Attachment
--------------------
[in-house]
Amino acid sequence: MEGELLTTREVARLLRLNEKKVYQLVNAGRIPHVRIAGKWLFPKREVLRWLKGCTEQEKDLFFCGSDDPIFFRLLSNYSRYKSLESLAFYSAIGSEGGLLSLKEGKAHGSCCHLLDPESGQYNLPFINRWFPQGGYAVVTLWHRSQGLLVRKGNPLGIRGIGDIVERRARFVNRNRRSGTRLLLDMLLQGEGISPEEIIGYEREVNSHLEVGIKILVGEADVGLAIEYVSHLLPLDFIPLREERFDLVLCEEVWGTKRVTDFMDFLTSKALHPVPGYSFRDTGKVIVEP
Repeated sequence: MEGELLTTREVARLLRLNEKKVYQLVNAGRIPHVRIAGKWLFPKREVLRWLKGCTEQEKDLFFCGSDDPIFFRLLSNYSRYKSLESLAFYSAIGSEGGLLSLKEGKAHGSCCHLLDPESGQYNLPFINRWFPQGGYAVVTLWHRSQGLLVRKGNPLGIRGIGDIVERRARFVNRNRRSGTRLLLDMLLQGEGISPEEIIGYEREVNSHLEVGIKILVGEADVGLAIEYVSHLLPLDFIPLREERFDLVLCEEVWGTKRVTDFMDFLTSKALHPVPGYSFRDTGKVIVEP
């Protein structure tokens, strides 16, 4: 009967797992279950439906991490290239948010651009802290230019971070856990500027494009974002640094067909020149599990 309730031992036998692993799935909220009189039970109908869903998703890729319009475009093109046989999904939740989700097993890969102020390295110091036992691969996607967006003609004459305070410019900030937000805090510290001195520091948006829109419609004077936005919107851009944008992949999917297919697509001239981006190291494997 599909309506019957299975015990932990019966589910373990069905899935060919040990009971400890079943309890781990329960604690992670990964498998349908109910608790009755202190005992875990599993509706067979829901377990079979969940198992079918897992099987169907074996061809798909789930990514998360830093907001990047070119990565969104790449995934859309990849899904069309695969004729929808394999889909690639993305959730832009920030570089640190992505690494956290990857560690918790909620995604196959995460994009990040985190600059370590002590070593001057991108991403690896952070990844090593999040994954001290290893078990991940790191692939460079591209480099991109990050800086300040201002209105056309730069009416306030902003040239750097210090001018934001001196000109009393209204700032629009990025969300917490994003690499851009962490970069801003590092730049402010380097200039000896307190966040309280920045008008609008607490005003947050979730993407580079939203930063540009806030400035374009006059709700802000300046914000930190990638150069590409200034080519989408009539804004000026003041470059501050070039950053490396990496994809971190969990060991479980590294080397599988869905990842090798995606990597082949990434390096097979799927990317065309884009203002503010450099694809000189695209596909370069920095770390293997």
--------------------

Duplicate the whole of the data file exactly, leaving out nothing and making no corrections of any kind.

[in-house]
Amino acid sequence: MEGELLTTREVARLLRLNEKKVYQLVNAGRIPHVRIAGKWLFPKREVLRWLKGCTEQEKDLFFCGSDDPIFFRLLSNYSRYKSLESLAFYSAIGSEGGLLSLKEGKAHGSCCHLLDPESGQYNLPFINRWFPQGGYAVVTLWHRSQGLLVRKGNPLGIRGIGDIVERRARFVNRNRRSGTRLLLDMLLQGEGISPEEIIGYEREVNSHLEVGIKILVGEADVGLAIEYVSHLLPLDFIPLREERFDLVLCEEVWGTKRVTDFMDFLTSKALHPVPGYSFRDTGKVIVEP
Repeated sequence: MEGELLTTREVARLLRLNEKKVYQLVNAGRIPHVRIAGKWLFPKREVLRWLKGCTEQEKDLFFCGSDDPIFFRLLSNYSRYKSLESLAFYSAIGSEGGLLSLKEGKAHGSCCHLLDPESGQYNLPFINRWFPQGGYAVVTLWHRSQGLLVRKGNPLGIRGIGDIVERRARFVNRNRRSGTRLLLDMLLQGEGISPEEIIGYEREVNSHLEVGIKILVGEADVGLAIEYVSHLLPLDFIPLREERFDLVLCEEVWGTKRVTDFMDFLTSKALHPVPGYSFRDTGKVIVEP
């Protein structure tokens, strides 16, 4: 009967797992279950439906991490290239948010651009802290230019971070856990500027494009974002640094067909020149599990 309730031992036998692993799935909220009189039970109908869903998703890729319009475009093109046989999904939740989700097993890969102020390295110091036992691969996607967006003609004459305070410019900030937000805090510290001195520091948006829109419609004077936005919107851009944008992949999917297919697509001239981006190291494997 599909309506019957299975015990932990019966589910373990069905899935060919040990009971400890079943309890781990329960604690992670990964498998349908109910608790009755202190005992875990599993509706067979829901377990079979969940198992079918897992099987169907074996061809798909789930990514998360830093907001990047070119990565969104790449995934859309990849899904069309695969004729929808394999889909690639993305959730832009920030570089640190992505690494956290990857560690918790909620995604196959995460994009990040985190600059370590002590070593001057991108991403690896952070990844090593999040994954001290290893078990991940790191692939460079591209480099991109990050800086300040201002209105056309730069009416306030902003040239750097210090001018934001001196000109009393209204700032629009990025969300917490994003690499851009962490970069801003590092730049402010380097200039000896307190966040309280920045008008609008607490005003947050979730993407580079939203930063540009806030400035374009006059709700802000300046914000930190990638150069590409200034080519989408009539804004000026003041470059501050070039950053490396990496994809971190969990060991479980590294080397599988869905990842090798995606990597082949990434390096097979799927990317065309884009203002503010450099694809000189695209596909370069920095770390293997």